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You asked us, how do vaccines work? Well, vaccines are basically a stupendously brilliant way to train ourselves to fight some downright nasty, even deadly diseases.
Let me explain.
When we get sick from viruses or bacteria, our immune system creates weapons that attack the invading germs, but every disease is a little different. So we need to develop unique ammo for each one.
And that can take time, which we don't always have. Some infections work fast and furious, never really giving us a chance to defend ourselves. The results can be deadly.
The genius of vaccines is that they get our bodies to prep defense strategies without us having to actually get sick. Many do it by carrying a weaker or dead version of the germ, just enough to signal to our body to go on the attack, but not so much that an infection flares up.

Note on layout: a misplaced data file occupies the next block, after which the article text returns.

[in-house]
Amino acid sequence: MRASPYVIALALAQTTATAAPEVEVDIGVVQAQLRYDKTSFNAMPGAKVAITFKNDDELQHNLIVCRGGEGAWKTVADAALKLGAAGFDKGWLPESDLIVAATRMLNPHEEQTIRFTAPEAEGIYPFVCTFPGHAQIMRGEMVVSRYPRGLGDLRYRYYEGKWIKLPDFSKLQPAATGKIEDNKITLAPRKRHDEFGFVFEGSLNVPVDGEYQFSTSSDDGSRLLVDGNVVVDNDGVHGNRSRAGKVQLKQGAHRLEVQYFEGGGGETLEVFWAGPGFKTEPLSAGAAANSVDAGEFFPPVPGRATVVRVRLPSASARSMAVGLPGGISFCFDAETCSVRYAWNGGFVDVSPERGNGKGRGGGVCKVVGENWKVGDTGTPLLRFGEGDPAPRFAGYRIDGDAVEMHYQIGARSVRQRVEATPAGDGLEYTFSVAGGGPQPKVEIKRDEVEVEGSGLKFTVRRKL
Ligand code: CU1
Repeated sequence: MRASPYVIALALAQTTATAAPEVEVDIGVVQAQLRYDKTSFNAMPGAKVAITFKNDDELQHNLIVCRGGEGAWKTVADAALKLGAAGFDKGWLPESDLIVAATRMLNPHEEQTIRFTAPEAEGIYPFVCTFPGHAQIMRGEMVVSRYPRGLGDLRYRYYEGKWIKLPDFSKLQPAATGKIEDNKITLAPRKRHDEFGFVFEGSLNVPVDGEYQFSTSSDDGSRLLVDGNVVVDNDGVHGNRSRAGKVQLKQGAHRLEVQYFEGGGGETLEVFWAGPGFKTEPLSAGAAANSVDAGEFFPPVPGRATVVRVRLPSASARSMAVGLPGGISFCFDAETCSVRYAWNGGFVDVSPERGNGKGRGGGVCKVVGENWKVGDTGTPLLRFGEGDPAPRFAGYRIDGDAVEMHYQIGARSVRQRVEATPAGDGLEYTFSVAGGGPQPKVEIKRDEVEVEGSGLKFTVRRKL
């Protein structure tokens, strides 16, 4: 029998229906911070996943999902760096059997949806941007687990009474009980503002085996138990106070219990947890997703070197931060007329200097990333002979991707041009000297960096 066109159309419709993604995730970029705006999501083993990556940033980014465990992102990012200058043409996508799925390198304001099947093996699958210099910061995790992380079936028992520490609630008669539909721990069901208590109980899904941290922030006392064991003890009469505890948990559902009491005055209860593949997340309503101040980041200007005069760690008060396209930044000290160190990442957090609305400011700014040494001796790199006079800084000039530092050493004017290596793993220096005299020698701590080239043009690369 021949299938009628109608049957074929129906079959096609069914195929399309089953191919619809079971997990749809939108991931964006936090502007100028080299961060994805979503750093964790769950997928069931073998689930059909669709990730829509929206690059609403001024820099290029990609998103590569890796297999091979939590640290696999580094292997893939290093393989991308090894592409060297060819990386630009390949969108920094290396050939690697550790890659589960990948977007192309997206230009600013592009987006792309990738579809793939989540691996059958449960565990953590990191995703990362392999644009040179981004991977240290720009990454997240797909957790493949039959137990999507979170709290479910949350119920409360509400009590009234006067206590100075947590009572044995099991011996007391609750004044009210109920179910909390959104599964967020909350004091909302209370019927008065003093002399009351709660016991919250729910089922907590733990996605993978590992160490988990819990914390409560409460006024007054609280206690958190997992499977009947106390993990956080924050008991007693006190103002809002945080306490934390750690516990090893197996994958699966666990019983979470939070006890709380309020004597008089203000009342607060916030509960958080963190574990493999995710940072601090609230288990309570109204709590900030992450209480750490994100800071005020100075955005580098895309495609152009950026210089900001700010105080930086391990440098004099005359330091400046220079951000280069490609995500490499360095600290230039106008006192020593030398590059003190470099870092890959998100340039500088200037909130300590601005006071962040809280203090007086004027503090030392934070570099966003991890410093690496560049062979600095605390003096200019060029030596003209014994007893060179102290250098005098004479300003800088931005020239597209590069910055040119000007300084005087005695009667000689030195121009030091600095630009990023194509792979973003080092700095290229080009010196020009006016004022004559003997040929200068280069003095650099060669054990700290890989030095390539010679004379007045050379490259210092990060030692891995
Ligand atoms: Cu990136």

Our immune system then remembers the strategy for each defense. That way if you ever come face to face with the real thing, we can get the upper hand by quickly pulling together a deadly strike force of our own. Many vaccines provide lifelong protection. And though none is 100% effective, the more people in a population that get vaccinated the more we're able to control diseases.
Thanks to vaccines smallpox is a thing of the past.
For more stories like this, check us out every day at smithsonian.com.
Go science, it's your birthday. Go science, it's your birthday.
Critical thinking challenge: Why can't our bodies always defend us from every disease?